29 July 2008

1Password for the iPhone

The application “free for a limited time,” and considering how the App Store works there’s a reasonable chance that it’ll remain free forever to anyone who download now (there certainly are workarounds if the developers really want to charge you later, but I don’t think it’s quite their style), so you should probably at the very least download it now, just in case, even if you’re not sure you’ll want it.

Getting a web browser on my iPhone that can auto-fill passwords is so tempting it might convince me to buy the desktop application (I had a free license for a while, but every new browser release requires a 1Password update, and I definitely miss it now that all the browsers on my Mac are incompatible with my version), but I’m still resisting because I don’t like the idea of having to use an add-on to have auto-fill when it should be standard functionality, and more importantly I’d really rather not have to use 1Password’s integrated browser instead of Mobile Safari (no matter how Safari-based it is, obviously). And, yeah, obviously that’s also Apple’s fault.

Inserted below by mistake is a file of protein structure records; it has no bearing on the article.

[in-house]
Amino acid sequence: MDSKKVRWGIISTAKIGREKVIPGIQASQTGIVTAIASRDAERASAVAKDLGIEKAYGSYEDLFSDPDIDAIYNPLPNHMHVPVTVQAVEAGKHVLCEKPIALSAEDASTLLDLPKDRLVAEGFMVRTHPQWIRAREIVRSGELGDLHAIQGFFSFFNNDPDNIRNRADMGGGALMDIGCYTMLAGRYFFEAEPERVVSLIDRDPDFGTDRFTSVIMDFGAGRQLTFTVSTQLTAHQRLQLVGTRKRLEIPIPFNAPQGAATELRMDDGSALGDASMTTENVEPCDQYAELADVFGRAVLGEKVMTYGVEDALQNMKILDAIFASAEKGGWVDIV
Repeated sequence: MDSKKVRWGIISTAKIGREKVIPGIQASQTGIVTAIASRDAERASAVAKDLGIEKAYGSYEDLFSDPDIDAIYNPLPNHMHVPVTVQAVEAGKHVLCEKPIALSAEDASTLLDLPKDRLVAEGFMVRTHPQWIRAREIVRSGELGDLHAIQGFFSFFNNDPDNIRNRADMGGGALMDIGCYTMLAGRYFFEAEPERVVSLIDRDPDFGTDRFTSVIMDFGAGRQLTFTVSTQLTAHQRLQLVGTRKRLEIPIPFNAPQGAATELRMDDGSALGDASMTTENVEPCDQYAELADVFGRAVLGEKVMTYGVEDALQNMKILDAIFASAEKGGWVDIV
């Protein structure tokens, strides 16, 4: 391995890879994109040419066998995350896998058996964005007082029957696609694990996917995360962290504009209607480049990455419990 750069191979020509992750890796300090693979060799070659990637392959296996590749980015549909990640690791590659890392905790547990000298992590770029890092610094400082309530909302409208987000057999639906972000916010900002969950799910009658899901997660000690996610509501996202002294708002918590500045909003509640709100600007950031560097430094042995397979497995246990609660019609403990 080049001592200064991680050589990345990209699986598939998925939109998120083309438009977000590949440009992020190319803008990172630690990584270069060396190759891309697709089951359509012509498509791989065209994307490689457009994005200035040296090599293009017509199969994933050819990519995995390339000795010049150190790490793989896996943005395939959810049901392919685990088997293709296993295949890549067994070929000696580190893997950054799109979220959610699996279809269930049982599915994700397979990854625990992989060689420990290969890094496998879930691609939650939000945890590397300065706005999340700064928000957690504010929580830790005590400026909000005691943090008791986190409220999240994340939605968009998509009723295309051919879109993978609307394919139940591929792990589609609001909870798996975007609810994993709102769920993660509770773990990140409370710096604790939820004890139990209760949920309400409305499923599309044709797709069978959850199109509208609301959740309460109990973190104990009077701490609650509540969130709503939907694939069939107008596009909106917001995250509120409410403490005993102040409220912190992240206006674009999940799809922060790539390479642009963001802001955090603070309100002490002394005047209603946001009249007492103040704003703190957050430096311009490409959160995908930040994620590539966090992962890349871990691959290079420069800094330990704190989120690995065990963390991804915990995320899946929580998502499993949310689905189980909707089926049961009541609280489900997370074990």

Meanwhile, the iPhone application’s interface for entering new passwords on the phone itself is pretty much unusable (you have to type the URL and the field names, instead of just saving the data from the password prompt as you do on the desktop), so the application is just about useless if you don’t have the latest version on your Mac in order to synchronize your passwords over wifi (with secure encryption, according to the description). But 1Password is an excellent program that I recommend wholeheartedly, and encrypted over-the-air sync sounds very good.


P.S. Oh, I forgot: it can also store password-protected, encrypted notes. So, you see, there’s a reason to download it even if you’re not a 1Password user. (If you need to secure notes on your iPhone, I think 1Password is a good choice of an application to trust.)